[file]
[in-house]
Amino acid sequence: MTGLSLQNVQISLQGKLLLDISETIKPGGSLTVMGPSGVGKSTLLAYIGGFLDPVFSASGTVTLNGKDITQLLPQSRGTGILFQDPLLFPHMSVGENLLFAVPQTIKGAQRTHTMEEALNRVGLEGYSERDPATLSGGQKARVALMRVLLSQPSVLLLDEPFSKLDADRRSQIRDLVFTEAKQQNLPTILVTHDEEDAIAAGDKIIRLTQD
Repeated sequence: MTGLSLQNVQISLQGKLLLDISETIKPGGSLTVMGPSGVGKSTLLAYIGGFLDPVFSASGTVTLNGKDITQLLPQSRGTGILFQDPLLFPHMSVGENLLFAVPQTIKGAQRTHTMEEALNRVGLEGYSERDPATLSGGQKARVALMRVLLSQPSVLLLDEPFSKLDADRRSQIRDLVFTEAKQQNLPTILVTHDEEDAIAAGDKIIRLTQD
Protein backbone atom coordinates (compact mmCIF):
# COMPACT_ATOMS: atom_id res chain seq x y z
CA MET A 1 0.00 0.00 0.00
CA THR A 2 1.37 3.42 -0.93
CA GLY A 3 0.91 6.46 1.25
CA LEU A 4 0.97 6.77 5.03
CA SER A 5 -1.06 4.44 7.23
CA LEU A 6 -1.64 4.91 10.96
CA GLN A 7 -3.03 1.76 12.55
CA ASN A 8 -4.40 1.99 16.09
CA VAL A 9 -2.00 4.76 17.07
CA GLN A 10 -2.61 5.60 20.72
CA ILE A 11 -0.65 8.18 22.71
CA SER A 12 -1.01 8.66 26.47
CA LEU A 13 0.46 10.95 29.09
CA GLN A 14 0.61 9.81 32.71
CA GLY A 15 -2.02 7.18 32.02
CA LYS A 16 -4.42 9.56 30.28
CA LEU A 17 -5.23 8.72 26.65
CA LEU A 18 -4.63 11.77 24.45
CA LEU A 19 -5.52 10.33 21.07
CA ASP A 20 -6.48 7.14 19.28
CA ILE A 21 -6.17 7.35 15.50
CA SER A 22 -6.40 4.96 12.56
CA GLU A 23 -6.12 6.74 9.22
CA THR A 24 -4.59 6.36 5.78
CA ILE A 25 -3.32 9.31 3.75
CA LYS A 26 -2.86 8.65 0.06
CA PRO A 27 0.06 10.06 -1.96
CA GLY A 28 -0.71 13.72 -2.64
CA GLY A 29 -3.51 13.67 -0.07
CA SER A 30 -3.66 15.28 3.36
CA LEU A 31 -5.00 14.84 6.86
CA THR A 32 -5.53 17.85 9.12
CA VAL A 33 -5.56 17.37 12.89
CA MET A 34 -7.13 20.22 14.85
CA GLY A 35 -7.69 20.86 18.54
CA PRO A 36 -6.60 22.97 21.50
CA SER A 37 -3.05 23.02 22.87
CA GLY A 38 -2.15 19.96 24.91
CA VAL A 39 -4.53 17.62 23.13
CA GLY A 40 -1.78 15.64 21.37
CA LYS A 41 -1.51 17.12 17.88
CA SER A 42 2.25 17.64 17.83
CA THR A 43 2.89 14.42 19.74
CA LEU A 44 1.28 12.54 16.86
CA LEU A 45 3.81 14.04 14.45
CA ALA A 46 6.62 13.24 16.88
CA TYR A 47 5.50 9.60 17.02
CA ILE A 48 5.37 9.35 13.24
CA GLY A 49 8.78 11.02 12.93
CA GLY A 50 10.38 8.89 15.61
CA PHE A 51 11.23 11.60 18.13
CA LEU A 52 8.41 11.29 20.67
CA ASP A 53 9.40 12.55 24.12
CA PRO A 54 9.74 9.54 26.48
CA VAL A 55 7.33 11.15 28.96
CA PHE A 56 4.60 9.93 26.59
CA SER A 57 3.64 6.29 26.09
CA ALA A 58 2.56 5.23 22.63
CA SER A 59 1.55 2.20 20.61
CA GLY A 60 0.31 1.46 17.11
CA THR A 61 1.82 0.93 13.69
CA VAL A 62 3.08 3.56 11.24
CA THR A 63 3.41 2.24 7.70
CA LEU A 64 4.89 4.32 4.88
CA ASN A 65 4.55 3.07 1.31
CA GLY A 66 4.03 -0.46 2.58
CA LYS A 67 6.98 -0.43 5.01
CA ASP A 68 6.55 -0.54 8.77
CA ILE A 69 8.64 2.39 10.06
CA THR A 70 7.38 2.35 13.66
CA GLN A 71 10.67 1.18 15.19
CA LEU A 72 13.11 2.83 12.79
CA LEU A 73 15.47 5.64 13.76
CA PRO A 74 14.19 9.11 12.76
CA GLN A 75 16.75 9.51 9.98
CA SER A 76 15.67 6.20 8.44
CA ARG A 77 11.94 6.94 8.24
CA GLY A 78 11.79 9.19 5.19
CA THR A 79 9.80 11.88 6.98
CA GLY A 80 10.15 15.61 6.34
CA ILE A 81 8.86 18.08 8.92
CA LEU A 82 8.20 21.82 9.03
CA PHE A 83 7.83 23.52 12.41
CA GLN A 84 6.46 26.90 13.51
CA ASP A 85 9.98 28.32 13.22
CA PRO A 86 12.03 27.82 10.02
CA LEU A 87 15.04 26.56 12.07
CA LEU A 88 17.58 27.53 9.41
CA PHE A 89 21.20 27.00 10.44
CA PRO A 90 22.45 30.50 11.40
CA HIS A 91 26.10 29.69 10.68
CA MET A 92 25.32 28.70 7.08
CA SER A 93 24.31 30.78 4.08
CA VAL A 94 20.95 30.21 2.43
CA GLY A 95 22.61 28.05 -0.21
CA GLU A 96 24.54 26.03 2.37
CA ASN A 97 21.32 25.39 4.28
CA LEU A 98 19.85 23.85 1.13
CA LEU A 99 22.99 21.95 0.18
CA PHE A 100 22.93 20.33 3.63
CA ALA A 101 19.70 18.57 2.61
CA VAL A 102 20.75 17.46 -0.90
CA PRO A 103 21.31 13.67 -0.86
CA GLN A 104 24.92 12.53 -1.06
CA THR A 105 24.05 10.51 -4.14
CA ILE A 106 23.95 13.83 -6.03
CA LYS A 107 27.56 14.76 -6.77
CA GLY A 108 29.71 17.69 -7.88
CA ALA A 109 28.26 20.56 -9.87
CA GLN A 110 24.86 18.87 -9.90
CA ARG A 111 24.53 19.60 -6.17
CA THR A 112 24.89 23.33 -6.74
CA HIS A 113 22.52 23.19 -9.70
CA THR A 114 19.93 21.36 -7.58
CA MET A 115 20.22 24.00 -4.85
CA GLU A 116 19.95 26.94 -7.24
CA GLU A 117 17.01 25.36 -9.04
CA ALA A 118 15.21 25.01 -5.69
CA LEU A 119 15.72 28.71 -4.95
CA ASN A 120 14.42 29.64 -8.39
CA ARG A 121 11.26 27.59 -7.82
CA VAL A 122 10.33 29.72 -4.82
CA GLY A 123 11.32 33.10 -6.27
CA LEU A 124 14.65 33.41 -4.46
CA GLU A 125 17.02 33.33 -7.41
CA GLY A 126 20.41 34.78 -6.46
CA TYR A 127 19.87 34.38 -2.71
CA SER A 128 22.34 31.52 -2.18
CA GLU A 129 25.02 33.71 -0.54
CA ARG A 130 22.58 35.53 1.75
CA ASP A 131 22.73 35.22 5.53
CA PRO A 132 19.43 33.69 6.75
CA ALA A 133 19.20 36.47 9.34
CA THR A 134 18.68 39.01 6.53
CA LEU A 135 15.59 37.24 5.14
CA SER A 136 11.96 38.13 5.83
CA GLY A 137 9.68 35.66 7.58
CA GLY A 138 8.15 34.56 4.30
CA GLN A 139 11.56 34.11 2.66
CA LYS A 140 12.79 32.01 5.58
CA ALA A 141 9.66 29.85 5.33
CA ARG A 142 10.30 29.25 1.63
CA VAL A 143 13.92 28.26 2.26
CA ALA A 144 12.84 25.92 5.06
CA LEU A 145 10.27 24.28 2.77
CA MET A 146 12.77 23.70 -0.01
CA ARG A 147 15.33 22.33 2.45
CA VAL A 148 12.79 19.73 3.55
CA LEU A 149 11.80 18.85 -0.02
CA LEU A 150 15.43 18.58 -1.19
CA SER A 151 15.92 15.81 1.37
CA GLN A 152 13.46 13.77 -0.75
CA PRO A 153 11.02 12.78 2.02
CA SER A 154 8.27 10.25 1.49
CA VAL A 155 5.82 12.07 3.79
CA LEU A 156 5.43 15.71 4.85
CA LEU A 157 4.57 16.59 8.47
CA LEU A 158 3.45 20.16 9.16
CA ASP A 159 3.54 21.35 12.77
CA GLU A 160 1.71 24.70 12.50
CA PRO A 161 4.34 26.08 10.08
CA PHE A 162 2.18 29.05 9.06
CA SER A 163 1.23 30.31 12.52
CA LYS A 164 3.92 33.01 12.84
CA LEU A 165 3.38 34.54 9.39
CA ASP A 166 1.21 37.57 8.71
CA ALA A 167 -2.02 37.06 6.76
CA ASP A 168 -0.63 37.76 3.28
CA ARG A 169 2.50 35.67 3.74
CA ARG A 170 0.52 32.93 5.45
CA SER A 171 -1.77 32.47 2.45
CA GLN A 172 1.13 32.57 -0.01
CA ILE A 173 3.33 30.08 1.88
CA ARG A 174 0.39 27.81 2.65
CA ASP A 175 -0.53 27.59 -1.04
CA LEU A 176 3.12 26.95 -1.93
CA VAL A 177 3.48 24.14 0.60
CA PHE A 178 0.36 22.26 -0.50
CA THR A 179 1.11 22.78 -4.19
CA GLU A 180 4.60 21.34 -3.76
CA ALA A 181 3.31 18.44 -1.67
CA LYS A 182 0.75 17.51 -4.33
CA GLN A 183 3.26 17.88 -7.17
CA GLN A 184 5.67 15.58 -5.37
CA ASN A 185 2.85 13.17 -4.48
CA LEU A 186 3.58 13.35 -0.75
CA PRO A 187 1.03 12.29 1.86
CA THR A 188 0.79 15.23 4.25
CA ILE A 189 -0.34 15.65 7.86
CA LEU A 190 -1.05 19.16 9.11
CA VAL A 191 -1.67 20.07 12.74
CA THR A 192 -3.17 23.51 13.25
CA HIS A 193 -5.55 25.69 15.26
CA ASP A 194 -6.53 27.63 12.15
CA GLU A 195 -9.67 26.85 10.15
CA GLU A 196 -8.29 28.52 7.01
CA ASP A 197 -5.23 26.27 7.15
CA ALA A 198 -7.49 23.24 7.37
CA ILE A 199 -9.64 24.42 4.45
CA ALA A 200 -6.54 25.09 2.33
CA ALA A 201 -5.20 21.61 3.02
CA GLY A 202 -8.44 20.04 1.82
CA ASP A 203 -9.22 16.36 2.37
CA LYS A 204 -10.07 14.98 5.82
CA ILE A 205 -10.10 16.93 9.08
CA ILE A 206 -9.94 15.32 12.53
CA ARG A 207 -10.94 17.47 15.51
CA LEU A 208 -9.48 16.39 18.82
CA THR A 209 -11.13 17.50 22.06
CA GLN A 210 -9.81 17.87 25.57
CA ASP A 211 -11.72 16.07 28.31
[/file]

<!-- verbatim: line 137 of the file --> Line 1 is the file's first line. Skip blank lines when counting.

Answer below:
CA PRO A 132 19.43 33.69 6.75